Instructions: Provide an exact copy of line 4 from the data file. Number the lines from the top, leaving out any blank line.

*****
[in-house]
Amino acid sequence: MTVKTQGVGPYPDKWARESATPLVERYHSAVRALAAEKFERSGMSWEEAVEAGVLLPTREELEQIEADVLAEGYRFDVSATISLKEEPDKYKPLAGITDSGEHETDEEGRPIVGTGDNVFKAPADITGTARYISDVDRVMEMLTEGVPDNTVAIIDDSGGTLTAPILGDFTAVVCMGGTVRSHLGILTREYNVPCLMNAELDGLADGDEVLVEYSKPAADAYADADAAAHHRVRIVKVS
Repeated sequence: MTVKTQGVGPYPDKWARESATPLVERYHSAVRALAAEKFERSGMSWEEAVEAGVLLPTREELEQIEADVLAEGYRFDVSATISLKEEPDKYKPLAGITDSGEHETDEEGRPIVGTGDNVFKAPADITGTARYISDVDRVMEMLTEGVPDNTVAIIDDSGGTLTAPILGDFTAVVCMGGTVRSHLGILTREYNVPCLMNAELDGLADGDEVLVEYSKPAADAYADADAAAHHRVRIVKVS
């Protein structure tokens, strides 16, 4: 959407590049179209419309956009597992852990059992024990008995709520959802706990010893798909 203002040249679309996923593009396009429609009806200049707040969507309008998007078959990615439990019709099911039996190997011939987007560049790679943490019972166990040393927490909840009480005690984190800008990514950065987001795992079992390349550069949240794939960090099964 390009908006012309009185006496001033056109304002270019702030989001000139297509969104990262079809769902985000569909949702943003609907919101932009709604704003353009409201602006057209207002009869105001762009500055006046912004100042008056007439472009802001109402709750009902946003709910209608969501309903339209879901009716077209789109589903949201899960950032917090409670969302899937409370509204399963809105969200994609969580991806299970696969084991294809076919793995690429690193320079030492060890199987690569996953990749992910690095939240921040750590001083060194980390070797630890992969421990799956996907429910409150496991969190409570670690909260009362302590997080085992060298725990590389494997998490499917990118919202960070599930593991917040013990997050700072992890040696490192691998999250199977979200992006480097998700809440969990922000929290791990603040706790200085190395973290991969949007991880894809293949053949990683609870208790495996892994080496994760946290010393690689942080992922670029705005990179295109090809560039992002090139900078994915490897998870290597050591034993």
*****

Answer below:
């Protein structure tokens, strides 16, 4: 959407590049179209419309956009597992852990059992024990008995709520959802706990010893798909 203002040249679309996923593009396009429609009806200049707040969507309008998007078959990615439990019709099911039996190997011939987007560049790679943490019972166990040393927490909840009480005690984190800008990514950065987001795992079992390349550069949240794939960090099964 390009908006012309009185006496001033056109304002270019702030989001000139297509969104990262079809769902985000569909949702943003609907919101932009709604704003353009409201602006057209207002009869105001762009500055006046912004100042008056007439472009802001109402709750009902946003709910209608969501309903339209879901009716077209789109589903949201899960950032917090409670969302899937409370509204399963809105969200994609969580991806299970696969084991294809076919793995690429690193320079030492060890199987690569996953990749992910690095939240921040750590001083060194980390070797630890992969421990799956996907429910409150496991969190409570670690909260009362302590997080085992060298725990590389494997998490499917990118919202960070599930593991917040013990997050700072992890040696490192691998999250199977979200992006480097998700809440969990922000929290791990603040706790200085190395973290991969949007991880894809293949053949990683609870208790495996892994080496994760946290010393690689942080992922670029705005990179295109090809560039992002090139900078994915490897998870290597050591034993």